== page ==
ISD offers a generous $1000 toward professional development annually per teacher. With most conferences taking place in Europe and the US, the amount helps defray the high cost of transportation and lodging.
I had considering attending a conference on research into the effects of technology on cognition, attention, and behavior, but felt that the stress of roundtrip travel from Dakar to San Francisco outweighed whatever benefits that I might realize from the conference.
No, the very best professional development for me can be found in the sea interning with dive instructors such as Hilda, Philippe and Daniela, and seasoned DiveMasters such as Aymeric.
I am, in the moment, 9 dives into the DiveMaster certification program. The role of the DiveMaster is akin to a classroom teaching assistant. And, like the teaching assistant, the DiveMaster provides an apprenticeship with an experienced teacher.
The point is this: as a DiveMaster, I am an apprentice, a role model, and am expected to intervene in the support of student divers effectively, graciously, and without hesitation. But if I am expected to act as a role model, I must be more aware of the role I am modeling. And there’s the rub: do I really know my stuff; am I able to perform/demonstrate basic dive skills?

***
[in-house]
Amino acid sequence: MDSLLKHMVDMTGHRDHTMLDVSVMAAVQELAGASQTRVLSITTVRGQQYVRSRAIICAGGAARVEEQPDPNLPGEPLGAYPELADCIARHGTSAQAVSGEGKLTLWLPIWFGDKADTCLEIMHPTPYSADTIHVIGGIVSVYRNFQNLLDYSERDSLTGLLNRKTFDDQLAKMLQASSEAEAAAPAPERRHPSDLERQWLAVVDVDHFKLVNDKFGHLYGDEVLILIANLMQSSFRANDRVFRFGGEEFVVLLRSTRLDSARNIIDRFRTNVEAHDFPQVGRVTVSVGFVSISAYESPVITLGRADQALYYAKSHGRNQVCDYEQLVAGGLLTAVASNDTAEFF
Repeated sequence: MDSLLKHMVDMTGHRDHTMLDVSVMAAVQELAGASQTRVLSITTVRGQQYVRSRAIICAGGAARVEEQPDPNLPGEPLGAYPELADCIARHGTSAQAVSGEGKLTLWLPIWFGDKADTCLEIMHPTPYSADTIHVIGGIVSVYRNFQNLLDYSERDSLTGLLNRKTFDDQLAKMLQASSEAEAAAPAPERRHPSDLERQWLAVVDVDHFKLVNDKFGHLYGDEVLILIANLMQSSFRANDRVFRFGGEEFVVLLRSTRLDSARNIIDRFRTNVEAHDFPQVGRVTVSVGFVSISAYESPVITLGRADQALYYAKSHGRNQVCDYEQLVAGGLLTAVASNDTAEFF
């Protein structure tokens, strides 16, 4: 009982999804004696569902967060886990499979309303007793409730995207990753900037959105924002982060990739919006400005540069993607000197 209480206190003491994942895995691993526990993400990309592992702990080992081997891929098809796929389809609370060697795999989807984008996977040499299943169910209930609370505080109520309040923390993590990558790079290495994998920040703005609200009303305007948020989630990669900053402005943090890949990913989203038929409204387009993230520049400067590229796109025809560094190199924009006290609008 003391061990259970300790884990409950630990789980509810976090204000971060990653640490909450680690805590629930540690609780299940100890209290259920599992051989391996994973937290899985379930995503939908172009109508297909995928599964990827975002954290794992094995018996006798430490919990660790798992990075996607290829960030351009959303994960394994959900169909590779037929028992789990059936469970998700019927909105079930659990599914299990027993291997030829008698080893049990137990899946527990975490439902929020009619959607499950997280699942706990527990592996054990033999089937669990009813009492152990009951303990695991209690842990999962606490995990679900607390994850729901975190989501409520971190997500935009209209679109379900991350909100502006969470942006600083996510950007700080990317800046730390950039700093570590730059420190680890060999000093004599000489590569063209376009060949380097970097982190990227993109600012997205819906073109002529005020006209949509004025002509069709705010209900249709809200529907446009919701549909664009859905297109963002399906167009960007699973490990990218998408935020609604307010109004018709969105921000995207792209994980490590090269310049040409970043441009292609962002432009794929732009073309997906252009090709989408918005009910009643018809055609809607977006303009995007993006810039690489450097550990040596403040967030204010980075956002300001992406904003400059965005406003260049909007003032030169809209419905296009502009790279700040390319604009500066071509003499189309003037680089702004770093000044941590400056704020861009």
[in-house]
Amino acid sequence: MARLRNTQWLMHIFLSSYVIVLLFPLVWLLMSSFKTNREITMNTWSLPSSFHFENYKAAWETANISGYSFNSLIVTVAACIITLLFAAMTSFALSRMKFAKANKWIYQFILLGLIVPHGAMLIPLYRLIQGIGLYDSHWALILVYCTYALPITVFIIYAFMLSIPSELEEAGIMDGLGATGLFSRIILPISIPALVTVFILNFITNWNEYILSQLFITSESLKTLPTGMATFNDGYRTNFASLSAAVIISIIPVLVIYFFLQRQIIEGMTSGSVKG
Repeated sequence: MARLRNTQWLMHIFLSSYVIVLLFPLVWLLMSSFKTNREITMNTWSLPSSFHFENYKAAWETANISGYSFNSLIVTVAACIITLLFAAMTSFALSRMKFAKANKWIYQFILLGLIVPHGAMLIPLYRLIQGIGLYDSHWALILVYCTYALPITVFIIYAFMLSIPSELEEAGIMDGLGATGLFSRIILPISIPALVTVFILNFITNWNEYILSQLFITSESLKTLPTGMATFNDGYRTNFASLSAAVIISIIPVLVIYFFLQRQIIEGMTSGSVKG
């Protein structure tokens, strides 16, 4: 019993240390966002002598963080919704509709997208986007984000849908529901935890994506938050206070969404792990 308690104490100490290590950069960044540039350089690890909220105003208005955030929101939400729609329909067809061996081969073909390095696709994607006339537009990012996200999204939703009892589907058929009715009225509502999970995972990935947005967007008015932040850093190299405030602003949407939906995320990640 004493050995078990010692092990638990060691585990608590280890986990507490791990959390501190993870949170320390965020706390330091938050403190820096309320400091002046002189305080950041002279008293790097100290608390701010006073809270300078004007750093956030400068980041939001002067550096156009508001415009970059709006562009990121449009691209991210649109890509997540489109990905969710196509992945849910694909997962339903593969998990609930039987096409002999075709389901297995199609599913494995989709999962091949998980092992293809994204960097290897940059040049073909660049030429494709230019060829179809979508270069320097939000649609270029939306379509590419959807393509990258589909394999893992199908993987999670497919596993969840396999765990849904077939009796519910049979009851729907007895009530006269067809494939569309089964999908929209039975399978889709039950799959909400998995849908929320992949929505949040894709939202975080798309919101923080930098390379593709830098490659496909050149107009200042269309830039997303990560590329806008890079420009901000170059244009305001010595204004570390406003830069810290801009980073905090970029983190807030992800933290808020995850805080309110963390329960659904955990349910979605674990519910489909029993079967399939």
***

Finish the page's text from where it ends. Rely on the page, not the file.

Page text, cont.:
I’m encountering holes and bad habits in my training and experience, which is, of course, an important aspect of any apprenticeship. So while I’m assisting another, I’m discovering what I don’t know, what I don’t understand, and what I need to modify (both with respect to my personal equipment and skills).
I picked up a dead fish of the bottom while diving with a group this afternoon. My intent was to hide it, then pretend to grab it alive, wriggling in my hand. What I expected was a giggle; what I received was an admonishment from the instructor, as if to say: you are a role model, not a goofball; demonstrate respect for the environment.
What better professional development could there be: to be willing to place myself in the role of apprentice under the guiding hand of a more experienced teacher, who is willing to call me out when a bad habit is revealed.
It’s much safer not to. And there my growth ends.